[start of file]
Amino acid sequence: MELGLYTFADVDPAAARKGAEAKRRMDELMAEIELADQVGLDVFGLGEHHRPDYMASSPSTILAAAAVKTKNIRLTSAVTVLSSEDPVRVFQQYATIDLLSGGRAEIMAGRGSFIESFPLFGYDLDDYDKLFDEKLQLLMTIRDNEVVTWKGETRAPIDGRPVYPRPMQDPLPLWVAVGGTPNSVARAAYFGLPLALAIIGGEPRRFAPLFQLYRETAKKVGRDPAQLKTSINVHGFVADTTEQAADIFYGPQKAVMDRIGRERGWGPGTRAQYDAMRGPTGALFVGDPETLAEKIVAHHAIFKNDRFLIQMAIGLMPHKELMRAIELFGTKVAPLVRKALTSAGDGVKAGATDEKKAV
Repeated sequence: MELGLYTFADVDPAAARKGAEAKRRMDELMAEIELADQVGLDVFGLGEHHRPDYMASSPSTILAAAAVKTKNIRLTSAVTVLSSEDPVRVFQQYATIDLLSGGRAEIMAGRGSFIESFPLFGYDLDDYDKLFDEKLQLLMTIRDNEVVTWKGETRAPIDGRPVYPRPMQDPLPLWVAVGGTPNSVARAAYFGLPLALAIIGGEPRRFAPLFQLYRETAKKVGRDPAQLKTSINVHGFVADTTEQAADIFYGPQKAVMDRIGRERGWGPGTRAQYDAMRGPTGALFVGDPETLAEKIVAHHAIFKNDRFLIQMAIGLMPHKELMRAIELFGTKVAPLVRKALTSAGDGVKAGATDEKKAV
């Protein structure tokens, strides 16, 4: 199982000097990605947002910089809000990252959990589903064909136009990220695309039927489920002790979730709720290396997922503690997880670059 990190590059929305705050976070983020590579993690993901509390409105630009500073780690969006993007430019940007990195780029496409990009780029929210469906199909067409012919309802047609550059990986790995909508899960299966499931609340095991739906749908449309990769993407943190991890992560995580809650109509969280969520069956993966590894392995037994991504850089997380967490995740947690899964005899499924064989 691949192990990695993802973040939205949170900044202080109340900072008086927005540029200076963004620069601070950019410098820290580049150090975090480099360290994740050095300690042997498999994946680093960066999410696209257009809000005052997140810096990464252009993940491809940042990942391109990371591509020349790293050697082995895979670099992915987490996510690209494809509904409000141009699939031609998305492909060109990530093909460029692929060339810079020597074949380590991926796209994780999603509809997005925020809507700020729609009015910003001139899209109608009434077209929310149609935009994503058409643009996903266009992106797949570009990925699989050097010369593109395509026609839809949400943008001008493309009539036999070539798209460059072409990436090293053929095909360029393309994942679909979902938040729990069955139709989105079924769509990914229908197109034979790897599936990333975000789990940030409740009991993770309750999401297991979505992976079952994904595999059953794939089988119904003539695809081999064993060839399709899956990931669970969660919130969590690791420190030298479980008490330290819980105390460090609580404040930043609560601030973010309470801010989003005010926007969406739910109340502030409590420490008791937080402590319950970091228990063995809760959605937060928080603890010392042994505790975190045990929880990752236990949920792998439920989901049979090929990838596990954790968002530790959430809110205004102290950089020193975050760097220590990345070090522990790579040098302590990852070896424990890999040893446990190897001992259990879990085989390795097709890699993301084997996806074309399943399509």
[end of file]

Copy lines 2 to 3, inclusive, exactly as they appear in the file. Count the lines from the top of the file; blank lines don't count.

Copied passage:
Repeated sequence: MELGLYTFADVDPAAARKGAEAKRRMDELMAEIELADQVGLDVFGLGEHHRPDYMASSPSTILAAAAVKTKNIRLTSAVTVLSSEDPVRVFQQYATIDLLSGGRAEIMAGRGSFIESFPLFGYDLDDYDKLFDEKLQLLMTIRDNEVVTWKGETRAPIDGRPVYPRPMQDPLPLWVAVGGTPNSVARAAYFGLPLALAIIGGEPRRFAPLFQLYRETAKKVGRDPAQLKTSINVHGFVADTTEQAADIFYGPQKAVMDRIGRERGWGPGTRAQYDAMRGPTGALFVGDPETLAEKIVAHHAIFKNDRFLIQMAIGLMPHKELMRAIELFGTKVAPLVRKALTSAGDGVKAGATDEKKAV
């Protein structure tokens, strides 16, 4: 199982000097990605947002910089809000990252959990589903064909136009990220695309039927489920002790979730709720290396997922503690997880670059 990190590059929305705050976070983020590579993690993901509390409105630009500073780690969006993007430019940007990195780029496409990009780029929210469906199909067409012919309802047609550059990986790995909508899960299966499931609340095991739906749908449309990769993407943190991890992560995580809650109509969280969520069956993966590894392995037994991504850089997380967490995740947690899964005899499924064989 691949192990990695993802973040939205949170900044202080109340900072008086927005540029200076963004620069601070950019410098820290580049150090975090480099360290994740050095300690042997498999994946680093960066999410696209257009809000005052997140810096990464252009993940491809940042990942391109990371591509020349790293050697082995895979670099992915987490996510690209494809509904409000141009699939031609998305492909060109990530093909460029692929060339810079020597074949380590991926796209994780999603509809997005925020809507700020729609009015910003001139899209109608009434077209929310149609935009994503058409643009996903266009992106797949570009990925699989050097010369593109395509026609839809949400943008001008493309009539036999070539798209460059072409990436090293053929095909360029393309994942679909979902938040729990069955139709989105079924769509990914229908197109034979790897599936990333975000789990940030409740009991993770309750999401297991979505992976079952994904595999059953794939089988119904003539695809081999064993060839399709899956990931669970969660919130969590690791420190030298479980008490330290819980105390460090609580404040930043609560601030973010309470801010989003005010926007969406739910109340502030409590420490008791937080402590319950970091228990063995809760959605937060928080603890010392042994505790975190045990929880990752236990949920792998439920989901049979090929990838596990954790968002530790959430809110205004102290950089020193975050760097220590990345070090522990790579040098302590990852070896424990890999040893446990190897001992259990879990085989390795097709890699993301084997996806074309399943399509």